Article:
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Three things you need to know about share prices

Thinking of dabbling in stocks and shares? Investing is a risky business, so it always helps to be prepared! Here are three vital pieces of information to help you get started.

What are shares and shareholders? Shares are simply stakes, or segments of a company, so when you become a shareholder you have a stake in the business. Shareholders receive the accounts and other related documents, as they must be kept informed of how the company is faring – not only because they are interested, but because the information will let them know how big their share of the profits is likely to be.

Why – and how – do companies sell shares? Shares are issued to raise money for further investment, research and development. You may have heard the term ‘initial public offering’, or IPO. That signifies that a company is selling shares for the first time. The shares are normally listed on a stock exchange, where members of the public can freely buy and sell them. If a business wants to sell more shares later, that is known as a ‘rights issue’ and usually means the shares will be offered to existing shareholders as opposed to the public.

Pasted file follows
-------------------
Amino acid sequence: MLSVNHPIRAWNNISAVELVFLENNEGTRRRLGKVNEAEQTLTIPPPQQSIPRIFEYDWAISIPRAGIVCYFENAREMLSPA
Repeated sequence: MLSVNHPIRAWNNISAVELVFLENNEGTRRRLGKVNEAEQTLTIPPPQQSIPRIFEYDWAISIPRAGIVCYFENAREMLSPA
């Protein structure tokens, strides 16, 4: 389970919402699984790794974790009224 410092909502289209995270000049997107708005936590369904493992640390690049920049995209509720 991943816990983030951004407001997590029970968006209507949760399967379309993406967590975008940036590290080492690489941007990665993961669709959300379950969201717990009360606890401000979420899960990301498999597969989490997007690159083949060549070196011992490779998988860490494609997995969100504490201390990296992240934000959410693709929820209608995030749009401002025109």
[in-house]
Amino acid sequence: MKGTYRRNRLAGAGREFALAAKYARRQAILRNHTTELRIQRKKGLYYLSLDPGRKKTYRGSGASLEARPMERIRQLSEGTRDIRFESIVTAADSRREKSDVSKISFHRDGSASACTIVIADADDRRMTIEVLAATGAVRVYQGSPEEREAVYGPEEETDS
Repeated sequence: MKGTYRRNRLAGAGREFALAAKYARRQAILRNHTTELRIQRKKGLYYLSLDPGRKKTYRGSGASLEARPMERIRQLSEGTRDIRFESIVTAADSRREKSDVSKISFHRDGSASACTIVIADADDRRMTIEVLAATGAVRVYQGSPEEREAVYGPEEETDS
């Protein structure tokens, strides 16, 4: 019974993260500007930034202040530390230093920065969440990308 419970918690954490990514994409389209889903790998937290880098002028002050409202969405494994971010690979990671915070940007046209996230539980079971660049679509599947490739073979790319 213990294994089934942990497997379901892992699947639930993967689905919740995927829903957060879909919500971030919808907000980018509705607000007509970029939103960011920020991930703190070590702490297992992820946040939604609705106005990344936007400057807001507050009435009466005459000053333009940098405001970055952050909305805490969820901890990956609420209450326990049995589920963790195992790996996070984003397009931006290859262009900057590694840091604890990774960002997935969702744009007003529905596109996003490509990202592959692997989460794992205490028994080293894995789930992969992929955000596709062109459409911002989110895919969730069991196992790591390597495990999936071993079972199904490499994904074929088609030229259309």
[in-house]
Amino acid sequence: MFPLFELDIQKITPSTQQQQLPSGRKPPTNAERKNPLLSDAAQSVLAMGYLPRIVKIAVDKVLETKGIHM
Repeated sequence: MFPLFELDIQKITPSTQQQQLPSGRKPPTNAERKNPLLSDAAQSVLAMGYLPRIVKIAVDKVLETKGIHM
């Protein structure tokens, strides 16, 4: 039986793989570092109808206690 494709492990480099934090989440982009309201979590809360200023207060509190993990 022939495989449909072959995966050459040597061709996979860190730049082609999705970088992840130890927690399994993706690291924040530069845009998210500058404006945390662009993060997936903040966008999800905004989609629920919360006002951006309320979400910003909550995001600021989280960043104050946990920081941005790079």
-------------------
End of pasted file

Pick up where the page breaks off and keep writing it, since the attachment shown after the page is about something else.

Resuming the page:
What causes share prices to go up and down all the time? It’s all down to confidence. Imagine a playground see-saw, with investors on one side and a company on the other. If the company is doing well and investors feel confident about its outlook, more people will want to jump on board, so as the investor’s side expands, the company will ‘rise’. The growing demand will drive up share prices.

But if the business has not fared as well as had been anticipated, shareholders may want to opt out, so the investors’ side of the see-saw will get lighter and the company will ‘drop’. In other words, when demand goes down, share prices go down, too.

This see-saw effect can go on all day as investors, consulting financial newspapers and websites for updates, decide whether the shares are worth buying or selling. In some cases, when a share price is very low, investors will take a risk in the hope that the price will rise again.

Always remember, investing does involve risk-taking and results can vary.

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